Scott Bozinis is an Australian-born entrepreneur and engineer whose passion for understanding the mechanics behind technology has lead him to develop amazing technologies for the legal sector. He studied and worked as an engineer before joining InfoTrack in 2010 to oversee the software development team, where he played a key role in driving InfoTrack into becoming a market leader in Australia. In 2015, he relocated to London to establish the first foreign InfoTrack office in London, and currently oversees the UK operation.
In this episode, Scott Bozinis talks;
Scott Bozinis is the CEO of InfoTrack UK and joins us to chat about a range of topics including COVID-19 and its effects on the legal industry, the importance of IT vendors in the legal space and client expectations of law firms in this digital era.
As technology evolves, so do cyber-criminals, proving critical for firms to use newer and better solutions that keep them safe from cyber-attacks. Technology forced its way to the forefront during the COVID-19 pandemic and evolved at an alarming speed. This topic is explored in more detail shedding light on how using outdated solutions can prove risky for businesses, especially in the legal sector. Scott and David remind the audience that it wasn’t long ago when editable PDFs were considered an extraordinary technological advancement for businesses.
“Where we stand today, if you are a firm and you are not able to fully transact with your clients virtually, you are probably not going to get the referral business and you are probably not going to give your clients the experience that they are getting in every other industry. And we know what happens to the industries that don’t sort of, you know, move on and digitise.”
Over the course of the last few years, client expectations of law firms have evolved to meet modern needs such as a high level of security and an ability to interact virtually with lawyers.
Scott discusses how there are now IT providers who make it easier for law firms to go on this digital transformation journey. In the past, firms had to design their own software to advance, but now it has become easier for firms to employ vendors to improve their digital strategy.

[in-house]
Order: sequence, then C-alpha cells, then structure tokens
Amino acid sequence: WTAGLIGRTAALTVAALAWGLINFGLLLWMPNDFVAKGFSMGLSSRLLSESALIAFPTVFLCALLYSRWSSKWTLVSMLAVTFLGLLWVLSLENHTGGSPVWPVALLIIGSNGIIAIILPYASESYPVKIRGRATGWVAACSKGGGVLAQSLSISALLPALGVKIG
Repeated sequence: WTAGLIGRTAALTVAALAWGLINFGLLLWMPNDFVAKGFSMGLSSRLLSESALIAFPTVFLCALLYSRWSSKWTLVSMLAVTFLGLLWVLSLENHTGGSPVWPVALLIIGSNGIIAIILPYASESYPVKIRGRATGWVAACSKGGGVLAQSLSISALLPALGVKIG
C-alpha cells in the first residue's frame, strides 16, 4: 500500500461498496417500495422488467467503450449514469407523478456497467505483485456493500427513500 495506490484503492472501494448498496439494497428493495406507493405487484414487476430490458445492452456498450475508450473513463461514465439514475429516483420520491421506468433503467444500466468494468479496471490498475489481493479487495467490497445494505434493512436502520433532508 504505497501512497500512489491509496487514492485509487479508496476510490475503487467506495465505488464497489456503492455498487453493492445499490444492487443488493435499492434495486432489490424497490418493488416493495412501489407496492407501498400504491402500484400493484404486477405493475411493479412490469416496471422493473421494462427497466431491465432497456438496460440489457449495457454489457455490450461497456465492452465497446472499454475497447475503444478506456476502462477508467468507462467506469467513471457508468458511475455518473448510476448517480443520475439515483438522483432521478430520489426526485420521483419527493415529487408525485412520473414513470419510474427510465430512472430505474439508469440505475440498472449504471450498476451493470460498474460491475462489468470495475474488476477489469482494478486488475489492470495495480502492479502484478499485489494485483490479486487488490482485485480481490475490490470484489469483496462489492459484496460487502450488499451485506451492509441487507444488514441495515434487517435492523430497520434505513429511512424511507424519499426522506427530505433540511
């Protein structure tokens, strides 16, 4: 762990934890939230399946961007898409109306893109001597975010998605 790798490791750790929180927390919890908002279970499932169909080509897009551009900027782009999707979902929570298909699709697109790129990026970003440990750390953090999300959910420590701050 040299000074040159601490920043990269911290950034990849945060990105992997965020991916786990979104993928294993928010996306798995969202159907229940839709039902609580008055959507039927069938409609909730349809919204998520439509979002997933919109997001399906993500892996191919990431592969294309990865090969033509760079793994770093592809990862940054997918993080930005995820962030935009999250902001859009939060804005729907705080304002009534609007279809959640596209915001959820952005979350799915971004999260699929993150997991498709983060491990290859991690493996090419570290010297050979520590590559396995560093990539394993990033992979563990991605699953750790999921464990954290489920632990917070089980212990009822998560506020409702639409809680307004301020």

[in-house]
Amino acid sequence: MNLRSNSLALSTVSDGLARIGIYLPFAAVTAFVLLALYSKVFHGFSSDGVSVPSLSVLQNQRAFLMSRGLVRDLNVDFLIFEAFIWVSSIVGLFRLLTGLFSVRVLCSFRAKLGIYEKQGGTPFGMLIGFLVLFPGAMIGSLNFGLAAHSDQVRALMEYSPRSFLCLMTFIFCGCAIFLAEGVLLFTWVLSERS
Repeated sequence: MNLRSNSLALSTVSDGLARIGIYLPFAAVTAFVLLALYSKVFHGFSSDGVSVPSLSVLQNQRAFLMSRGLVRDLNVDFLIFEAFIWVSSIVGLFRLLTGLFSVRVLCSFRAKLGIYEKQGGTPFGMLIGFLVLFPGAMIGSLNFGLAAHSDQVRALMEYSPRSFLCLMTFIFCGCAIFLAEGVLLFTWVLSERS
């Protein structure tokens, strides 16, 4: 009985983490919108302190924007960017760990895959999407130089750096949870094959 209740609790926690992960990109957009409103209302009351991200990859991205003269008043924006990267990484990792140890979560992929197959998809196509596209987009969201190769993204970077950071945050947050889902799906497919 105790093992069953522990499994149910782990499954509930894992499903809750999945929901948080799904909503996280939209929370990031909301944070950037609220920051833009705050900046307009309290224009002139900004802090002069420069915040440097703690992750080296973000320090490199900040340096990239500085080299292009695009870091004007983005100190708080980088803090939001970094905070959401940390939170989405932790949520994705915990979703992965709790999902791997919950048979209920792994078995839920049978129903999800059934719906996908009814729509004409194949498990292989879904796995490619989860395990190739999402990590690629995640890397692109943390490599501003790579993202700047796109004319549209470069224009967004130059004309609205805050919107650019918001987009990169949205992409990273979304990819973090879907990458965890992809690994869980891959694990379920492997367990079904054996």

“If you are a law firm that isn’t digitised, you won’t be a law firm in a few years’ time. […] Enough law firms have gone out and digitised, and consumers want digitisation. You want to sit at home and do things from the couch. You want to order your food that way. You want to you want to let your lawyer know who you are that way. […] No one wants to get in the car, drive down, park, and go in and have their passport photocopied by the secretary any longer.”
Acquiring new talent is costly and competitive. However, law firms considering developing software in-house can now turn to vendors instead. In this section, Scott explores the options to consider and benefits that come with relying on vendors to implement technological solutions for firms.
“We need technology more than ever because the cost of labour to onboard someone is now probably prohibitive. If you can find the labour, if you can employ someone and afford them, you shouldn’t be using them to do tasks that can be automated.”
“I think you’ve got to really look at the economics of that and decide if building in-house software is the way to go or at very least make sure you can’t buy it off the shelf and pay for it as you use it because there are bigger factors that are affecting our industry post-pandemic.”
Scott and David reflect on how the legal industry has changed over time. In the past, firms required multiple software and solutions to be secure, but today those solutions are centralised. The two touch on the current state of the market and look to the future to explore how different it may be.
“You know, five years ago, writing software in-house was good, but now… “Does it work on the iPad? Does it work on my phone?” Things got complex quickly. And so yes, we do have to go with big providers that will get the economic cost down but also deliver the features that, now, consumers are demanding.”
“I expect to start a process on my phone – on the train, and then I walk home, come in the front door, sit down on the computer – I expect it just to continue the process seamlessly. That’s an expectation now. And I think everyone expects it from other providers. And if you are in the legal industry, your clients are expecting it from you too.”
Scott discusses the factors that led to InfoTrack’s success in the United Kingdom and the company’s passion for the services it provides.
“We’re obsessed with what we do. We love conveyancing. At this stage, we really don’t do a lot outside of that. We love problem solving. We’re not here to be bleeding edge. I think being bleeding edge is not helpful to this industry. We’re not a disruptor, but we love automating the process that’s in front of us.”
Shaped for Law is a CTS-produced podcast series that takes you on a journey into the minds of legal tech leaders and innovators. Follow the link below for more episodes with CTS In-House Legal CIO, David Fazakerley, as he explores the state – and the future – of legal technology.